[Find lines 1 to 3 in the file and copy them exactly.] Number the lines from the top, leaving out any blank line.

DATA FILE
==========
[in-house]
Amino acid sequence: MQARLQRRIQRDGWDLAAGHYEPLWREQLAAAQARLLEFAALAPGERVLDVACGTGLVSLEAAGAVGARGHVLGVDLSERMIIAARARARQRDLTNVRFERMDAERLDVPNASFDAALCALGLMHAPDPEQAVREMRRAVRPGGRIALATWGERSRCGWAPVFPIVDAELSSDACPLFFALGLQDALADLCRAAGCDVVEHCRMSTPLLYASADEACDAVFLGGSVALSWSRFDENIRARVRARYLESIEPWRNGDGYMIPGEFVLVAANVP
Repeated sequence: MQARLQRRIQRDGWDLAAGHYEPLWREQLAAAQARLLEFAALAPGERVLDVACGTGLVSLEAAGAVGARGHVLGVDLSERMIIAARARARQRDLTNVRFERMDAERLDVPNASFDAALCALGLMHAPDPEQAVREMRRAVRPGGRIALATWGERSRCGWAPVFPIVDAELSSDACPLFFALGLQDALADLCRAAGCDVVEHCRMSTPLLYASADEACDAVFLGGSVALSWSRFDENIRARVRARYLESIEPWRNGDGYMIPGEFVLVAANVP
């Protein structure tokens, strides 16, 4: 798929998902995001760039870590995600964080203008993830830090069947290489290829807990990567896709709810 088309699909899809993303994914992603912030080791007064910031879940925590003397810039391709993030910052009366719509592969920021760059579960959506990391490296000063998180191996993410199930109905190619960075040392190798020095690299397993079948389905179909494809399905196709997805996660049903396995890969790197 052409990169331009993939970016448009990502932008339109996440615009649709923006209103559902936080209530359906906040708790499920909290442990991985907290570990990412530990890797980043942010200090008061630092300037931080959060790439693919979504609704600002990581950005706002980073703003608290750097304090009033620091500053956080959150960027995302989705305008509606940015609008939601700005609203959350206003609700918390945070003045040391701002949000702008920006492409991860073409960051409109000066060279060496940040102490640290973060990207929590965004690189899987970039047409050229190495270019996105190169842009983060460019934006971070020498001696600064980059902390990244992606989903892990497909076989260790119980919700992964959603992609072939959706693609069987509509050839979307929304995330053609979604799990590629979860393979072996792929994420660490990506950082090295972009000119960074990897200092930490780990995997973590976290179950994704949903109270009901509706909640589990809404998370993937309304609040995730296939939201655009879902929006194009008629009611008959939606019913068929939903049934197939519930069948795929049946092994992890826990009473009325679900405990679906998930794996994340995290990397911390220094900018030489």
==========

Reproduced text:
[in-house]
Amino acid sequence: MQARLQRRIQRDGWDLAAGHYEPLWREQLAAAQARLLEFAALAPGERVLDVACGTGLVSLEAAGAVGARGHVLGVDLSERMIIAARARARQRDLTNVRFERMDAERLDVPNASFDAALCALGLMHAPDPEQAVREMRRAVRPGGRIALATWGERSRCGWAPVFPIVDAELSSDACPLFFALGLQDALADLCRAAGCDVVEHCRMSTPLLYASADEACDAVFLGGSVALSWSRFDENIRARVRARYLESIEPWRNGDGYMIPGEFVLVAANVP
Repeated sequence: MQARLQRRIQRDGWDLAAGHYEPLWREQLAAAQARLLEFAALAPGERVLDVACGTGLVSLEAAGAVGARGHVLGVDLSERMIIAARARARQRDLTNVRFERMDAERLDVPNASFDAALCALGLMHAPDPEQAVREMRRAVRPGGRIALATWGERSRCGWAPVFPIVDAELSSDACPLFFALGLQDALADLCRAAGCDVVEHCRMSTPLLYASADEACDAVFLGGSVALSWSRFDENIRARVRARYLESIEPWRNGDGYMIPGEFVLVAANVP